The divide between U.S. Republicans and Democrats continues to grow as the right seek liability protection for businesses amid the coronavirus pandemic.
According to Reuters, U.S. Republicans showed its support on Friday, May 1, to legislate a lawsuit immunity bill that will defend businesses from possible minor coronavirus-related issues.
U.S. President Donald Trump’s administration, who is also a member of the said party, is looking to grant liability safeguards as well.
Democrats dismiss call for possible jeopardization of workers and COVID-19 patients
As some states in the U.S. are preparing ahead of the “new normal” guidelines and strategies for easing restrictions on retail, resto, and other industries, business groups continue to call the government to consider a lawsuit immunity bill.
Top U.S. Republicans, including Senate majority leader Mitch McConnell and Republican leader Kevin McCarthy of the House of Representatives, have echoed the same sentiment.
McConnell and McCarthy have also issued a joint statement concerning the matter, redoubling their demand to provide “Americans on the front lines of this battle to receive strong protection from frivolous lawsuits.”
They added: “Senate and House Republicans agree these protections will be absolutely essential to future discussions surrounding recovery legislation.”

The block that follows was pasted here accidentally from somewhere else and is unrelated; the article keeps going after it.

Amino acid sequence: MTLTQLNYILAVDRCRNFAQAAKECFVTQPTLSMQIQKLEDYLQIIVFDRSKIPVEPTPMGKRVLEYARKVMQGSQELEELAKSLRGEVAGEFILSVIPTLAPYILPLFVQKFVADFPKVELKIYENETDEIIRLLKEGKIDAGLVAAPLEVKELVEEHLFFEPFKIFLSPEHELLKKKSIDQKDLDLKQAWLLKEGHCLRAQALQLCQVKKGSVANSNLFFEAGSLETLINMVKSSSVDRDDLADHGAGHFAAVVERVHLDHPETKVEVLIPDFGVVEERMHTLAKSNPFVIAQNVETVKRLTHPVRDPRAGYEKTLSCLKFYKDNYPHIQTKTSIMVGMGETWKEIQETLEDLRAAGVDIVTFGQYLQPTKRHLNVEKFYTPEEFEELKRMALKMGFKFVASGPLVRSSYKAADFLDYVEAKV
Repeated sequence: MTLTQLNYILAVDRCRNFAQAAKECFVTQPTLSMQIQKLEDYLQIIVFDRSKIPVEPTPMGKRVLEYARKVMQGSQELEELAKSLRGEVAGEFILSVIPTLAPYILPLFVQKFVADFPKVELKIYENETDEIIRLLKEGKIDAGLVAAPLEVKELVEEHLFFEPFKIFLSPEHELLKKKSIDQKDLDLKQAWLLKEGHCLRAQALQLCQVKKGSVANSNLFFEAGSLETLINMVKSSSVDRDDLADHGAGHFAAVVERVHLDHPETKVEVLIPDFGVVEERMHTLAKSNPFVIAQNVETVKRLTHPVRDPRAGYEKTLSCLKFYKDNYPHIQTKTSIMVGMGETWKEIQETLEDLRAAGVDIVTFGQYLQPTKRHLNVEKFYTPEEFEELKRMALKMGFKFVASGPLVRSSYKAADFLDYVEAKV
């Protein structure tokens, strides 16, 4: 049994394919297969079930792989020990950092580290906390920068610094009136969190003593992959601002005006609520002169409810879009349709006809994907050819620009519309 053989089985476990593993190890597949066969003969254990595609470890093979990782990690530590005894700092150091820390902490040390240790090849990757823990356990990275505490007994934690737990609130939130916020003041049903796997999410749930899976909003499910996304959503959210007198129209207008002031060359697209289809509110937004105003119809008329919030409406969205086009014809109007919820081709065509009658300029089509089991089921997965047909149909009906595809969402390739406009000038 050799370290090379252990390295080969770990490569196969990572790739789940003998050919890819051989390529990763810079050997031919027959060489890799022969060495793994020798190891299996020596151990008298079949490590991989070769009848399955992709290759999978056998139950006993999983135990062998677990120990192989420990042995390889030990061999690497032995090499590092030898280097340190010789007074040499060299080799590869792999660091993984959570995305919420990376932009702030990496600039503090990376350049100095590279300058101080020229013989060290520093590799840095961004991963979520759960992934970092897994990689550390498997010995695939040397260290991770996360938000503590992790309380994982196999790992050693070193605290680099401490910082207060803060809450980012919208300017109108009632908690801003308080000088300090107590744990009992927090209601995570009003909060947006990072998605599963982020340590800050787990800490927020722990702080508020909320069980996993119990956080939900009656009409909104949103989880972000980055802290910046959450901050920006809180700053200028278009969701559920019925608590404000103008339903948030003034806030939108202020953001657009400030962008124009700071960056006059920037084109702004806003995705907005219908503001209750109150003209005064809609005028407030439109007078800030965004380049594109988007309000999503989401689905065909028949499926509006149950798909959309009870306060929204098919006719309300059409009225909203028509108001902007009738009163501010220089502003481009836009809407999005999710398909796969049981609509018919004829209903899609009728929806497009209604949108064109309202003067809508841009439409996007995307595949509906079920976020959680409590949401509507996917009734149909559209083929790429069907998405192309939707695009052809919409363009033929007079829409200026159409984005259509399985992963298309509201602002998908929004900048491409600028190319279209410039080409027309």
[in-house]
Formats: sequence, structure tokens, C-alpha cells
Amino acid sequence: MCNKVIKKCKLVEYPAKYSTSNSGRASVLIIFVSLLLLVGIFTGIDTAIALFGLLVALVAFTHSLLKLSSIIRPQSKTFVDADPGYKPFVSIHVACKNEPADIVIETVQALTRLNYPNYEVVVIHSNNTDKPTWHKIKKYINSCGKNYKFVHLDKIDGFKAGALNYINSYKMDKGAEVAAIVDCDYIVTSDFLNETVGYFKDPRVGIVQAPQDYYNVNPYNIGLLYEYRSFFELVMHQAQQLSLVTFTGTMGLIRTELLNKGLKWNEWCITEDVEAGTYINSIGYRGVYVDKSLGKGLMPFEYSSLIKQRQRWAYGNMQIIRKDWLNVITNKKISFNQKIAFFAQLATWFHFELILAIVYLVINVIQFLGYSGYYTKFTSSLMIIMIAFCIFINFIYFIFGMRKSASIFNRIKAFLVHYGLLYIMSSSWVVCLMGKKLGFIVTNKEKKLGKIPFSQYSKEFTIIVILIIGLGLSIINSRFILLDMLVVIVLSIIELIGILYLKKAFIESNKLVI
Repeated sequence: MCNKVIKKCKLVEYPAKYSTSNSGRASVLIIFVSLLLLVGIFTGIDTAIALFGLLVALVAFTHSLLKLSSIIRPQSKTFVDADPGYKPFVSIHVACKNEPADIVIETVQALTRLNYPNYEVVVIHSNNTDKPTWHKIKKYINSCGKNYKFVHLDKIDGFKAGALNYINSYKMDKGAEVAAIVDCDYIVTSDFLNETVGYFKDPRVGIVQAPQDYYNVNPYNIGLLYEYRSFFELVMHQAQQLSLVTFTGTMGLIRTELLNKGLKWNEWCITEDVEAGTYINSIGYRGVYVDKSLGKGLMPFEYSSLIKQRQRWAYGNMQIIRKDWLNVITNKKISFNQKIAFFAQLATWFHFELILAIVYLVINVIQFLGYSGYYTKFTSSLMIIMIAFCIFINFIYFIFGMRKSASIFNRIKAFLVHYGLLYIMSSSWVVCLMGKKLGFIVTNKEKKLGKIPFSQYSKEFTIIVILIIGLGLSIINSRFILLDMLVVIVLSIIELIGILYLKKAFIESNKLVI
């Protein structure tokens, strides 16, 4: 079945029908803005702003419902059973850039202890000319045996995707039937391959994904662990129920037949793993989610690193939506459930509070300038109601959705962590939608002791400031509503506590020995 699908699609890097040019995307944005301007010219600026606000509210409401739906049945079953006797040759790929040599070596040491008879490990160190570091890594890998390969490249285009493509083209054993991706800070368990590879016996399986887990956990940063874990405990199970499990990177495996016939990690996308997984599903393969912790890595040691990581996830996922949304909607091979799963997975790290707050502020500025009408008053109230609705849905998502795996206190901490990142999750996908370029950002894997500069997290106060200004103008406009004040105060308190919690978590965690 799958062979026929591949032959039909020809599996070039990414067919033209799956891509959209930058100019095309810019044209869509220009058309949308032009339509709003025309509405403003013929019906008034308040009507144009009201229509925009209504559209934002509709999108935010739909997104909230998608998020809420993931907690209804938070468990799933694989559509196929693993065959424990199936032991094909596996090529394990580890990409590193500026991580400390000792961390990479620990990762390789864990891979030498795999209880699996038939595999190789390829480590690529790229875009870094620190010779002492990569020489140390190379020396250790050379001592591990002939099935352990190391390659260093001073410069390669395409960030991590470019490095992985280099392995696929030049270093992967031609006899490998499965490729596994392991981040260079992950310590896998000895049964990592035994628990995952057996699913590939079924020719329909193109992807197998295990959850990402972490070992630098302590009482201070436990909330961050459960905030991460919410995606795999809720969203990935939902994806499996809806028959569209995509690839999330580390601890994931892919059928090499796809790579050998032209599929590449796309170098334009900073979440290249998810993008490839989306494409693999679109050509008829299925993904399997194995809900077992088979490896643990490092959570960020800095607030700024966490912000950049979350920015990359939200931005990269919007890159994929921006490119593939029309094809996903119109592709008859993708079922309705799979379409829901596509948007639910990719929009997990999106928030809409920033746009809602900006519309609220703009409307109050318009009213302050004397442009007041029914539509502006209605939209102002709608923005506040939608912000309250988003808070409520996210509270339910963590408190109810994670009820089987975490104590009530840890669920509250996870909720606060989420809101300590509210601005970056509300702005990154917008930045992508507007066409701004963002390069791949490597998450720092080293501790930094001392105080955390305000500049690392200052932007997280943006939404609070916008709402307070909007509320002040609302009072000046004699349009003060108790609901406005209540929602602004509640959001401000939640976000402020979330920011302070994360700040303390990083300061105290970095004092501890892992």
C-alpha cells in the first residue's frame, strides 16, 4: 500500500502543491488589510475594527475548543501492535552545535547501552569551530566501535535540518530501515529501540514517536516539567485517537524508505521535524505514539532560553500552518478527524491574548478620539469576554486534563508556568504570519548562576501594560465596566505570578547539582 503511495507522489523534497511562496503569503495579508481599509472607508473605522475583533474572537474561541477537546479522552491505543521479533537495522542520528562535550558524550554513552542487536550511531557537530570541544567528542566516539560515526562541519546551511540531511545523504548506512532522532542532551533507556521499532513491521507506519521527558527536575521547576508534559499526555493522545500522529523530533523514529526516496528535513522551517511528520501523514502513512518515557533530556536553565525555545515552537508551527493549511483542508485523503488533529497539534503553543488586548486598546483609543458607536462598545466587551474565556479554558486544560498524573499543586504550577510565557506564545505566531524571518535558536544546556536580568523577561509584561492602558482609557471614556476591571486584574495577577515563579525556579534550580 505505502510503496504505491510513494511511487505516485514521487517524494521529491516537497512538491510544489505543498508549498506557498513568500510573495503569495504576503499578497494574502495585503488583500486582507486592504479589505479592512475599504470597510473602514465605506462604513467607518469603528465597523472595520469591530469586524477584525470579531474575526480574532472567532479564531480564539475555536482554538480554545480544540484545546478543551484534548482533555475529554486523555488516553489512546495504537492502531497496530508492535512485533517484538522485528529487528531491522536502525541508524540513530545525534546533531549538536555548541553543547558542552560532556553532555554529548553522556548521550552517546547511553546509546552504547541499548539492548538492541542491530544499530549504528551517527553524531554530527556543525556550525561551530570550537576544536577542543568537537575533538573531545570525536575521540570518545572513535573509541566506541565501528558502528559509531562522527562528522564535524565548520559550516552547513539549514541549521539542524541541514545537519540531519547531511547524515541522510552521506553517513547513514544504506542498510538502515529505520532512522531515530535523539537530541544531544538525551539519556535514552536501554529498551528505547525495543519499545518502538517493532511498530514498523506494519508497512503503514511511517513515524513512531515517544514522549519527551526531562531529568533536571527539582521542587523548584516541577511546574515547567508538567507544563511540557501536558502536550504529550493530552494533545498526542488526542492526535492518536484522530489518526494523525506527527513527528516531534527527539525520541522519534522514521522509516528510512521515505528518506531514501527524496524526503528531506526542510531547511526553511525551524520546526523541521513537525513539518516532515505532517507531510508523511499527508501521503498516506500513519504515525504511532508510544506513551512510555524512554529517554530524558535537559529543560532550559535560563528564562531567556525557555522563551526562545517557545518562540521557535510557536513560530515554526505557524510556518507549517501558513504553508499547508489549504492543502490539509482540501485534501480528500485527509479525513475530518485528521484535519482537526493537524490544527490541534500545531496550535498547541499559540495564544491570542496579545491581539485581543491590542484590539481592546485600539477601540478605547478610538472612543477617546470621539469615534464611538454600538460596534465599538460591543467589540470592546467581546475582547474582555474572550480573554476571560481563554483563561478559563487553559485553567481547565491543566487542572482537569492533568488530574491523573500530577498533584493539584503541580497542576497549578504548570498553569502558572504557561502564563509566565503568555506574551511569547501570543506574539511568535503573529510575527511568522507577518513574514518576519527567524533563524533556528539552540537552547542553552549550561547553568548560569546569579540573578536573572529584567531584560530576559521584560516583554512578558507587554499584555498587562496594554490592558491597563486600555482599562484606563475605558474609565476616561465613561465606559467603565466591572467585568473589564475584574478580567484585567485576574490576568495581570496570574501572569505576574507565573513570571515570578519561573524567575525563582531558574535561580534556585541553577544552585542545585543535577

Republicans are united → health care workers, small businesses, and others on the front lines of this fight must receive strong protections from frivolous lawsuits.
We cannot let a second pandemic of opportunistic litigation enrich trial lawyers at the expense of Main Street.
— Kevin McCarthy (@GOPLeader) May 1, 2020
White House Economic Adviser Larry Kudlow has also agreed to include the liability protections on Friday.
Kudlow, in his interview with Fox News, also emphasized that it is going to be a part of “future growth incentives,” which includes measures like payroll tax cuts for workers.
Unfortunately, Democrats have dismissed the calls to include the said liability protection, citing that it “may jeopardize employees as well as coronavirus patients.”
The statement has also made the divide even more apparent as both parties argue over the prospects of the new COVID-19 relief assistance. Democrats reportedly are looking to push almost US$1 trillion [AU$1.5 trillion] in federal aid to states and local government.
Senate prepares to hold regular sessions next week
The U.S. Capitol’s attending physician Dr. Brian Monahan, according to Reuters, has issued a six-page guideline to congressional offices about health and safety practices that need to be implemented before regular sessions resume.
Dr. Monahan strongly advised the use of face masks when on duty. However, Capitol Police reportedly disregarded the suggestion and will not enforce it.
They will instead ask individuals — particularly those who are not wearing face masks — to stand within six-feet distance.
Employees are also asked to monitor and measure their body temperatures every morning before they leave for work.
The Senate is likely to hold regular sessions starting next week. But no announcement has been made as to when the House of Representatives in Washington would return to regular sessions.